“This is my home. I just go to my house to sleep,” she says.
Chagas stands outside of the apartment complex where she works. (Photo by Michael Fox)
She is proud of it. Her job was enough to support herself and her three kids, even after she left an alcoholic husband.
“My life was here,” she says. “I raised my children here. I took care of my home and my kids with the money I made here.”
But if the reform passes, she believes that everything she has could come crumbling down around her, including her vacation pay, her yearly bonus, and even her job.
A neighboring apartment complex recently outsourced the administration of its building to a company that pays the woman in her position only minimum wage, roughly $300 a month, a little over half of what she makes. If they can do that without the reform, she figures, just imagine what they could do with it.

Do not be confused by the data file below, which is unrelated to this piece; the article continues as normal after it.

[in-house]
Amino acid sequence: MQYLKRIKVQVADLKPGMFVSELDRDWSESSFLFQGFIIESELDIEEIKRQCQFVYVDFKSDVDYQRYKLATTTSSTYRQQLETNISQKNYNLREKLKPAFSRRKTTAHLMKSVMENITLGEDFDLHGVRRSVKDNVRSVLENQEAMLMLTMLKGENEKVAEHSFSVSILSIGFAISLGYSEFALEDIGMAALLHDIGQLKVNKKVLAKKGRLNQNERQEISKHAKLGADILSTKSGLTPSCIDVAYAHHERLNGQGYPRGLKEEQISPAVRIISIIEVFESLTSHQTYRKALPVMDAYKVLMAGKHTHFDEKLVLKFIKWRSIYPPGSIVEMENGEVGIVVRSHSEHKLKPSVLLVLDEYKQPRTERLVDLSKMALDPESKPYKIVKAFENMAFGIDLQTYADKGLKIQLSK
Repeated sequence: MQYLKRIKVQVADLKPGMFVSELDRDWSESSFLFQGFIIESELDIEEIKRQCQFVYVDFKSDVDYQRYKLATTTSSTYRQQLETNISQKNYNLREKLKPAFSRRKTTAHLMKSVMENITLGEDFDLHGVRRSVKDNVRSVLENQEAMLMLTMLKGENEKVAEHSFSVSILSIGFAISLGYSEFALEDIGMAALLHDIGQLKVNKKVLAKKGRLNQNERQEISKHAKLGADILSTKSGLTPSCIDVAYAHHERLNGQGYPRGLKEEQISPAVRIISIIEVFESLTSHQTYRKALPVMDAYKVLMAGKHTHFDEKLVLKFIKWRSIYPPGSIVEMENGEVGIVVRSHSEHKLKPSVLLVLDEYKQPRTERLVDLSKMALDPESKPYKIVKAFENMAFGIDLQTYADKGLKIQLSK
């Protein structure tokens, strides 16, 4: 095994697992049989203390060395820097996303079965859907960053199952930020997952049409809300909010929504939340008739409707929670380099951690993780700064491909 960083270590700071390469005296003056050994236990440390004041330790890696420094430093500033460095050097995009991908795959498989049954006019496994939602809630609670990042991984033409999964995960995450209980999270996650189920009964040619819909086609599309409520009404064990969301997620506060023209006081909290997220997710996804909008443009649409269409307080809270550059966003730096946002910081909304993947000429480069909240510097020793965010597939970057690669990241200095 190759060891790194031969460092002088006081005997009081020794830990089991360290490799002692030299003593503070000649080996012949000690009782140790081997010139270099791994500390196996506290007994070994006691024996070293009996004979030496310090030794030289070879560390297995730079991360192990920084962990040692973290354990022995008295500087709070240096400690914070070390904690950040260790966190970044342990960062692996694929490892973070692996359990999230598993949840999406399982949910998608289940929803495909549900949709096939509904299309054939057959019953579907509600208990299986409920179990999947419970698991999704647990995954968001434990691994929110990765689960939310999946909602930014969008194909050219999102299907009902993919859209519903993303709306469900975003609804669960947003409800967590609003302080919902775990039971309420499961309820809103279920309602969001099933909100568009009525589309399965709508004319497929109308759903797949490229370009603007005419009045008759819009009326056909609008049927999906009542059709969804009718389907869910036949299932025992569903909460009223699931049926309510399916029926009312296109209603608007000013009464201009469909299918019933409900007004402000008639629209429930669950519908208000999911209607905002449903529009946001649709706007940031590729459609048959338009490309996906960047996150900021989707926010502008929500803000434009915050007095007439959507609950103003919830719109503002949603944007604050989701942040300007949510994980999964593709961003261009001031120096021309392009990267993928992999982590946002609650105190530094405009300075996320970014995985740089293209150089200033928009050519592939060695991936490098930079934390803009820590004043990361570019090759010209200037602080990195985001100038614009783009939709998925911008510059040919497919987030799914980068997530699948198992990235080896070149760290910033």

“This reform is there to take away the rights that we have achieved up until now. And with the signature of one pen, they can take that all away,” she says.
The reform’s proponents argue it’s the antidote to Brazil’s worst economic downturn since the Great Depression. Rising unemployment has tripled in five years, to nearly 14 percent. The bill, its backers say, is necessary to modernize the labor market and update the labor code for the new realities facing Brazil.
In a video posted online by the Tea Party-like Free Brazil Movement in April, with over 70,000 views, one of the movement leaders, Kim Kataguiri, responds to what he calls “the four biggest lies about the labor reform.” His answer to the first question is telling.
“Is it true that the labor reform takes away rights?”
“No,” he says. “Today, employee and employer are required to respect the Brazilian Labor Code.” But the reform, according to Kataguiri, would give “freedom to the worker, allowing him to define the conditions of his contract and not the government.”
Whether this amounts to freedom, however, is precisely what’s being contested.